Blast from the past: belief fourteen – church leadership

This is part of a series in which I’m reposting old blog posts to explore my current thinking on the ‘big stuff’. They were first posted in 2011/12. I’m aiming to write a reflection after each topic commenting on any evolutions since this point in history

If you were to ask me what has changed the most in my thinking over the last decade, I would imagine the issue of church leadership would come up. Having been brought up in a system which relied heavily on a hierarchical leadership approach at both the local and global levels, and having recently finished working within for the Church of England, you probably aren’t surprised!

For many years, my single goal was to become a minister within The Salvation Army. It consumed me. It seemed to be what I was made for, what everything was pointing towards. But somewhere along the line, cracks began to appear as I wrestled with what I was learning, the shape that I felt I was being forced into. I remember particularly during my training period feeling totally confused about who I was, or perhaps more so who the Army was expecting me to be. I still believed in the importance of ordained ministry. I still believed that I had the necessary gifts to fulfil the role…but I had lots of questions about the way in which that role was to be exercised in the local context.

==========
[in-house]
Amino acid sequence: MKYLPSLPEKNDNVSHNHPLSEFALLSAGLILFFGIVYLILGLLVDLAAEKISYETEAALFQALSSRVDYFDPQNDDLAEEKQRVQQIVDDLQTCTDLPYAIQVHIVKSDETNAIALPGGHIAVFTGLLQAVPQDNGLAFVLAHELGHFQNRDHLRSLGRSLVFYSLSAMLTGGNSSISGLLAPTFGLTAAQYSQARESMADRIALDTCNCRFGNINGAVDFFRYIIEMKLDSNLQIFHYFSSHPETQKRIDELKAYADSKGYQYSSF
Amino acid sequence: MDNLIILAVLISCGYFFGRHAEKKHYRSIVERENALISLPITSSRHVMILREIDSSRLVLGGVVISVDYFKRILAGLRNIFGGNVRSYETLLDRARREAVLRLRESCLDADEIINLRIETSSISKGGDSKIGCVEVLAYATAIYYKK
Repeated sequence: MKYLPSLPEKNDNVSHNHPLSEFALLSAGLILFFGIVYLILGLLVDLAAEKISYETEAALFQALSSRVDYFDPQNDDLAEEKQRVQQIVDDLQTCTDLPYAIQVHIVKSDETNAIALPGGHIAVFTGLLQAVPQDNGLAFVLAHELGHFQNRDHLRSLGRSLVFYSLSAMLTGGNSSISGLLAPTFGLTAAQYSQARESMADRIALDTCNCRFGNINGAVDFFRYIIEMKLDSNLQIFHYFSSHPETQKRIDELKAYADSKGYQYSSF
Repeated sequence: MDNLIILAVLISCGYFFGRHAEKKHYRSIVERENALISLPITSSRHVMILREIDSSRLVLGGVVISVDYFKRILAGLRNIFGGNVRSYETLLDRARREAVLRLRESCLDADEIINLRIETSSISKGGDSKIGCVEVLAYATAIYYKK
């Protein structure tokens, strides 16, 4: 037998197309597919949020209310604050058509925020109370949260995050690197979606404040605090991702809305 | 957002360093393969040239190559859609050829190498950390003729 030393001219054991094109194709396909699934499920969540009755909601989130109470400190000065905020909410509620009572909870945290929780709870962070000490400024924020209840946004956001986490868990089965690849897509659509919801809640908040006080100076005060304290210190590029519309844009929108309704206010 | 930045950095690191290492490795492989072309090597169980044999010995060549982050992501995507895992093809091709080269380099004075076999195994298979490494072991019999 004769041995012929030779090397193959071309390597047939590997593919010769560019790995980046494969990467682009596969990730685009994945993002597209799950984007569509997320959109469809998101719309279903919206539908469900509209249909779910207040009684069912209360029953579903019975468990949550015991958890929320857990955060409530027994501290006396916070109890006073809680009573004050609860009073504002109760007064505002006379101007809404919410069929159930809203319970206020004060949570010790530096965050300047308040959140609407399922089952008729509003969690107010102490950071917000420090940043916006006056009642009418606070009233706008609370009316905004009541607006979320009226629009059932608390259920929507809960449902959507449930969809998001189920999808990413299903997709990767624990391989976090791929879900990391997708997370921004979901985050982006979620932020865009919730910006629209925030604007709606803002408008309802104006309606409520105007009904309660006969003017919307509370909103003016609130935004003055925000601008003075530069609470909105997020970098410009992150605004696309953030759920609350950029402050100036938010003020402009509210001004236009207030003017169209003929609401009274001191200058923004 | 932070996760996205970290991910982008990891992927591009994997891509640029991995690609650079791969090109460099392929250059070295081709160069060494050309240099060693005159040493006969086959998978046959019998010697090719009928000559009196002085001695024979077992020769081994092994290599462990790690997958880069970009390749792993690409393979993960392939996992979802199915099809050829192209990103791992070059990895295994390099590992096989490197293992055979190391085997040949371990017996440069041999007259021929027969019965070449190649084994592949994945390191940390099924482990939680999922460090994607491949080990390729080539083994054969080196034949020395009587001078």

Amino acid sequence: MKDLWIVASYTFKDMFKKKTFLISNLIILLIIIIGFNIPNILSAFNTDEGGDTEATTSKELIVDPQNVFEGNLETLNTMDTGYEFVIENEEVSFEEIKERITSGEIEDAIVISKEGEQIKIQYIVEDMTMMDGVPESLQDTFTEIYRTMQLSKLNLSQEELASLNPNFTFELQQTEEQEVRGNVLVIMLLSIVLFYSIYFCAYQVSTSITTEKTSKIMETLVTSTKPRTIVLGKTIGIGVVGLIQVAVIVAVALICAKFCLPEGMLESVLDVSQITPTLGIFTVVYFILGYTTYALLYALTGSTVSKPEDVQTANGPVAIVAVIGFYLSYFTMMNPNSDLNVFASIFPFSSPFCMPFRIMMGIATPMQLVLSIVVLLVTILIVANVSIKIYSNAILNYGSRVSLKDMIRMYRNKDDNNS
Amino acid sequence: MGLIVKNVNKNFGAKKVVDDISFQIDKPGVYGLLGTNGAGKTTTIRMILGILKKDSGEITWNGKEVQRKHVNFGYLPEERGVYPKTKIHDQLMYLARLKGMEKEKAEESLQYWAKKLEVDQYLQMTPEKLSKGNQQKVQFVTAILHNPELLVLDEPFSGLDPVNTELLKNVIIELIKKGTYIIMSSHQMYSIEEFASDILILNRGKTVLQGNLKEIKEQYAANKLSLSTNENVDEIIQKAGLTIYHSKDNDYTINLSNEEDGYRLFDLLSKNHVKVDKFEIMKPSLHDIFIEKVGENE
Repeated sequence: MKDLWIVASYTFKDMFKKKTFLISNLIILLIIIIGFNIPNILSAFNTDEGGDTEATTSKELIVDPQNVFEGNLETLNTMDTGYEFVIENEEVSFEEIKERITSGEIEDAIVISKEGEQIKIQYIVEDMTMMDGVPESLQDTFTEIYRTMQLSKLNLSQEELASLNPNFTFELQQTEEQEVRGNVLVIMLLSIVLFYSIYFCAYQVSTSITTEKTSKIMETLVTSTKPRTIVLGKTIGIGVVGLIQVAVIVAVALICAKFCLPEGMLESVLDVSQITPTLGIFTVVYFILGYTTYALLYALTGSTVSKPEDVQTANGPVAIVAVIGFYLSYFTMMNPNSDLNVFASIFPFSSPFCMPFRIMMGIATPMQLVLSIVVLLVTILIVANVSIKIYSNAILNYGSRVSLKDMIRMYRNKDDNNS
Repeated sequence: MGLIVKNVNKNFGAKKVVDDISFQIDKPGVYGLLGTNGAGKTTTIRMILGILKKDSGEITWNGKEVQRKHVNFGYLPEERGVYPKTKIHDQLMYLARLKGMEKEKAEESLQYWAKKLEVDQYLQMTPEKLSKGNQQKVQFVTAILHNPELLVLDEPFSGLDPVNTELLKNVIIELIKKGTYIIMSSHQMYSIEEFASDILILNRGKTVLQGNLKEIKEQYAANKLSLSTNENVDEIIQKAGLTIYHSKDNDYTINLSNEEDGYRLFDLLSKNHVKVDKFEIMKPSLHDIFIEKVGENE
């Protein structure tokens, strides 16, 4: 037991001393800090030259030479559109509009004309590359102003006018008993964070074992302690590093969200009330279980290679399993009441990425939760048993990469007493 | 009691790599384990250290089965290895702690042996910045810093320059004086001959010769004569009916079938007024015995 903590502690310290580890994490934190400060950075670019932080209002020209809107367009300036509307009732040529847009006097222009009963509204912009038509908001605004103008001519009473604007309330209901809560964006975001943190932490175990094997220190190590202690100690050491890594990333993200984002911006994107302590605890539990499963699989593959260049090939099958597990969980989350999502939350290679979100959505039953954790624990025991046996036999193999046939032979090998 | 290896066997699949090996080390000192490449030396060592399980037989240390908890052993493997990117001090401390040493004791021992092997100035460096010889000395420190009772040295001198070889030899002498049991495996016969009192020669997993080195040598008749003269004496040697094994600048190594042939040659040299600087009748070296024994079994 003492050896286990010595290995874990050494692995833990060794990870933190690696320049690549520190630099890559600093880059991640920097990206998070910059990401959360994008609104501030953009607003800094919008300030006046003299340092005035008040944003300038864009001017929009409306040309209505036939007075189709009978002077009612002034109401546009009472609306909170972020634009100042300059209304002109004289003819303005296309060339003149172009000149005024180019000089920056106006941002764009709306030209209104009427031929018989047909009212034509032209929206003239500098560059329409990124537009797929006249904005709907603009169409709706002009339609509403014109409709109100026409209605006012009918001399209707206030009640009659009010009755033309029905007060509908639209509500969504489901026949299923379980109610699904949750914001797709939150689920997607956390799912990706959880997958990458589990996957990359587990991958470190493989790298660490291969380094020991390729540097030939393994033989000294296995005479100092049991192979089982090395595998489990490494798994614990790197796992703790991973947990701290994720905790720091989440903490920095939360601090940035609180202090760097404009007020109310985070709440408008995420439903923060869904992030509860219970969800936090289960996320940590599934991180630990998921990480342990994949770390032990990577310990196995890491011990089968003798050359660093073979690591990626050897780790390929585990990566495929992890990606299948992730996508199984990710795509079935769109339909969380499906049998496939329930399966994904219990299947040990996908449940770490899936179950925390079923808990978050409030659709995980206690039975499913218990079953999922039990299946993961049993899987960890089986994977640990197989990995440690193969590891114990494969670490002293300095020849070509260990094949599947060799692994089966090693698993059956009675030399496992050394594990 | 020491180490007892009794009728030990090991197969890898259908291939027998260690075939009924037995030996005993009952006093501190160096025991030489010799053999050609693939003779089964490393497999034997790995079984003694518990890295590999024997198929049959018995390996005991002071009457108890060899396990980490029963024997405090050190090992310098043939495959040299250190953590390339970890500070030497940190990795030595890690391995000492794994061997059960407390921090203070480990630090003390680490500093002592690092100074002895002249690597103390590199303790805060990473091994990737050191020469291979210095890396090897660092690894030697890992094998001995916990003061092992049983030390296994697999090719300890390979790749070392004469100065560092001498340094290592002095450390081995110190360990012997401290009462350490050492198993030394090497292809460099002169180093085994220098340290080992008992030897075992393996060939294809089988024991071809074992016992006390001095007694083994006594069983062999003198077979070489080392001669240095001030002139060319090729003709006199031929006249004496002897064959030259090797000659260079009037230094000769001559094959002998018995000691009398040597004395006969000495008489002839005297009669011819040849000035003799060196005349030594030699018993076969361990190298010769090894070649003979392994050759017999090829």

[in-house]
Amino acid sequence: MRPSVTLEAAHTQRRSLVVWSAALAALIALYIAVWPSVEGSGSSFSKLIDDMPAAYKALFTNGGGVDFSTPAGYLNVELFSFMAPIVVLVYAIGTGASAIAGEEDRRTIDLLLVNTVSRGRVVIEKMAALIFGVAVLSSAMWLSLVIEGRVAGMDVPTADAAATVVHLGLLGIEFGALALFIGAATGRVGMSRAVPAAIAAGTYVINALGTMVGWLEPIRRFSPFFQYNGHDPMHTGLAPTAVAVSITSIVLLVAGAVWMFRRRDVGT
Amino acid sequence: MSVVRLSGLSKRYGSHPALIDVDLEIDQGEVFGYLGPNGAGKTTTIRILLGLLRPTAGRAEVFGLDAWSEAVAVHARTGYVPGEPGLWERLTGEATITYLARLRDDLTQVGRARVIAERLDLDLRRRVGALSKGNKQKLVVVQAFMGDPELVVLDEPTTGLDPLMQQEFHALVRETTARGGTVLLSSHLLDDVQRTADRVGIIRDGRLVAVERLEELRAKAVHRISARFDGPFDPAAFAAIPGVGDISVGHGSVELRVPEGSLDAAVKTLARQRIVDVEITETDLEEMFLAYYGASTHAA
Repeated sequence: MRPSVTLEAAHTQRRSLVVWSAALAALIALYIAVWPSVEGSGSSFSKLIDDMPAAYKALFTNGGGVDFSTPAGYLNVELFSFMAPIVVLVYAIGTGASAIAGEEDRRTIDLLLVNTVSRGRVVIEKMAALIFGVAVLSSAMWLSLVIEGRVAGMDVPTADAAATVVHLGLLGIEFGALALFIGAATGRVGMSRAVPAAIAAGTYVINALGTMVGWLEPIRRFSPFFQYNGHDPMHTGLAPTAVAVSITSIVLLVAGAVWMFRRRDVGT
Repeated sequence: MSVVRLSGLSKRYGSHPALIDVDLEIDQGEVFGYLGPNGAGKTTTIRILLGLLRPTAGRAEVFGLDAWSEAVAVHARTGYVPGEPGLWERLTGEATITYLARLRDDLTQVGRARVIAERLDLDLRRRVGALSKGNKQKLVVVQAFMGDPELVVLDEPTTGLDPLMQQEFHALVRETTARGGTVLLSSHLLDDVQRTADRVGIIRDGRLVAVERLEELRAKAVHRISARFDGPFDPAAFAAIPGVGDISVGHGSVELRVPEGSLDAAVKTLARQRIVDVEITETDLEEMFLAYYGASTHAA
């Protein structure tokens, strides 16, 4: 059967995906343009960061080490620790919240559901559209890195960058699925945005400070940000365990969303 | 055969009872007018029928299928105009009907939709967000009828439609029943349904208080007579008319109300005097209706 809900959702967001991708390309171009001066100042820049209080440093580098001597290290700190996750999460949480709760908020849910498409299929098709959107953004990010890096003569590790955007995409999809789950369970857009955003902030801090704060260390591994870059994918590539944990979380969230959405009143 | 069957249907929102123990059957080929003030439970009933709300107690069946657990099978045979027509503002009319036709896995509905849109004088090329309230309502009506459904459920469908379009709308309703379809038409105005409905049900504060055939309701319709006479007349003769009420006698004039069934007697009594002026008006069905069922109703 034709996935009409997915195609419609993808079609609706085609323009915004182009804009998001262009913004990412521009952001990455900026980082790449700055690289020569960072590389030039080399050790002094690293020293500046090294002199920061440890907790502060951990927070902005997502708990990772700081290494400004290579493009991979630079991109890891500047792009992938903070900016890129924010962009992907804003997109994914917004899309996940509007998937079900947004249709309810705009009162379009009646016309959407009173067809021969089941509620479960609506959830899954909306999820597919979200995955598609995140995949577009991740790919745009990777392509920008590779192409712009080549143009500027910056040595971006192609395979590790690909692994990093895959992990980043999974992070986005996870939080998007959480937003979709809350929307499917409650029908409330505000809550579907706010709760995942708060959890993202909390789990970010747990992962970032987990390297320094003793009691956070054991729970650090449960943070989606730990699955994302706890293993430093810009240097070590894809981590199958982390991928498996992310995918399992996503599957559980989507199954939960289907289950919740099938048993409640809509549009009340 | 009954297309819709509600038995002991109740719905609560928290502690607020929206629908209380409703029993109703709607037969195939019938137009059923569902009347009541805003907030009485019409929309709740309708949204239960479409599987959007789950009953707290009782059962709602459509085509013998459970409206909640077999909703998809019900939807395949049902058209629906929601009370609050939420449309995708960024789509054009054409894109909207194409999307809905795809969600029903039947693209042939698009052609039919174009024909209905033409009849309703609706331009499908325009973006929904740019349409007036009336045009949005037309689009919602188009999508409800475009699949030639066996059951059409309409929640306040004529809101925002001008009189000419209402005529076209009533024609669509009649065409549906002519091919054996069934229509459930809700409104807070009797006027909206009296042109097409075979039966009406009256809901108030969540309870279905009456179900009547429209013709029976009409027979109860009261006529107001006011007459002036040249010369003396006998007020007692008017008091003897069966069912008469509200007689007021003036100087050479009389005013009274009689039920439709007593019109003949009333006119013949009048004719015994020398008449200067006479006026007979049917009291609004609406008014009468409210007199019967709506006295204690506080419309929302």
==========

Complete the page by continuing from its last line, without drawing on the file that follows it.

I had been trained to be the local leader of a church. I had been trained to be the preacher, the pastor, the evangelist, the caretaker, the Health and Safety Officer, the Accountant and the children’s and youth work leader. I had been trained in a system that made the church utterly dependent on the guy with pips on his shoulder – me. Somehow, it all seemed to be about me. If I was charismatic (in the dictionary defintion sense) enough, then the church would flourish, if not…if I couldn’t preach, lead great services…well then, it would be my fault if the church didn’t grow. I’d be held accountable – both by the church congregation but also by the regional and quite possibly national leadership too. You see, the way to thrive was to climb the ladder up the hierarchy, that’s what made a good officer.